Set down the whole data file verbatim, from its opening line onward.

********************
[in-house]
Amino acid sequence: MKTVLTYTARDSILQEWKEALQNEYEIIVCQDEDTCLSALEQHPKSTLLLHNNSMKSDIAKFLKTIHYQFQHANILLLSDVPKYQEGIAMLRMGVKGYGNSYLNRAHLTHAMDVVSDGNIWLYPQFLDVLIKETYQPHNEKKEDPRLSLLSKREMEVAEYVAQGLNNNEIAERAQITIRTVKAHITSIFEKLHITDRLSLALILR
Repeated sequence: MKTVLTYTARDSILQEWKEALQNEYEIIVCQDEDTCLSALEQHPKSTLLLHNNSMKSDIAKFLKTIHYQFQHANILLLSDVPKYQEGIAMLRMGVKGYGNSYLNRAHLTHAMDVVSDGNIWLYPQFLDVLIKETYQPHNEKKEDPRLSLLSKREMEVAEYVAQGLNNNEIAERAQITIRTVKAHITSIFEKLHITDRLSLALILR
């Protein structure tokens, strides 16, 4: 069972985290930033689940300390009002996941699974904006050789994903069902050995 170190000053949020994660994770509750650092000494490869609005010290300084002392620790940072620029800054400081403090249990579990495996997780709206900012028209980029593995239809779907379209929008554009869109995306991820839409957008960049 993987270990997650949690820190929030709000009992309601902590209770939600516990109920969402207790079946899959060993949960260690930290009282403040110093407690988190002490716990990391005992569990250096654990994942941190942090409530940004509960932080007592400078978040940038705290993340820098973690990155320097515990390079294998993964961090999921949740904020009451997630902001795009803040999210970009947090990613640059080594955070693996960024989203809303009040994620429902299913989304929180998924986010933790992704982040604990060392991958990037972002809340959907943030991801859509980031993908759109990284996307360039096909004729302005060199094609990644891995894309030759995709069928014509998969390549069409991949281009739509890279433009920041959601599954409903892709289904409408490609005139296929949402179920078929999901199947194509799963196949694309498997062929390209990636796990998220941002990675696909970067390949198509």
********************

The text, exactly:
[in-house]
Amino acid sequence: MKTVLTYTARDSILQEWKEALQNEYEIIVCQDEDTCLSALEQHPKSTLLLHNNSMKSDIAKFLKTIHYQFQHANILLLSDVPKYQEGIAMLRMGVKGYGNSYLNRAHLTHAMDVVSDGNIWLYPQFLDVLIKETYQPHNEKKEDPRLSLLSKREMEVAEYVAQGLNNNEIAERAQITIRTVKAHITSIFEKLHITDRLSLALILR
Repeated sequence: MKTVLTYTARDSILQEWKEALQNEYEIIVCQDEDTCLSALEQHPKSTLLLHNNSMKSDIAKFLKTIHYQFQHANILLLSDVPKYQEGIAMLRMGVKGYGNSYLNRAHLTHAMDVVSDGNIWLYPQFLDVLIKETYQPHNEKKEDPRLSLLSKREMEVAEYVAQGLNNNEIAERAQITIRTVKAHITSIFEKLHITDRLSLALILR
């Protein structure tokens, strides 16, 4: 069972985290930033689940300390009002996941699974904006050789994903069902050995 170190000053949020994660994770509750650092000494490869609005010290300084002392620790940072620029800054400081403090249990579990495996997780709206900012028209980029593995239809779907379209929008554009869109995306991820839409957008960049 993987270990997650949690820190929030709000009992309601902590209770939600516990109920969402207790079946899959060993949960260690930290009282403040110093407690988190002490716990990391005992569990250096654990994942941190942090409530940004509960932080007592400078978040940038705290993340820098973690990155320097515990390079294998993964961090999921949740904020009451997630902001795009803040999210970009947090990613640059080594955070693996960024989203809303009040994620429902299913989304929180998924986010933790992704982040604990060392991958990037972002809340959907943030991801859509980031993908759109990284996307360039096909004729302005060199094609990644891995894309030759995709069928014509998969390549069409991949281009739509890279433009920041959601599954409903892709289904409408490609005139296929949402179920078929999901199947194509799963196949694309498997062929390209990636796990998220941002990675696909970067390949198509």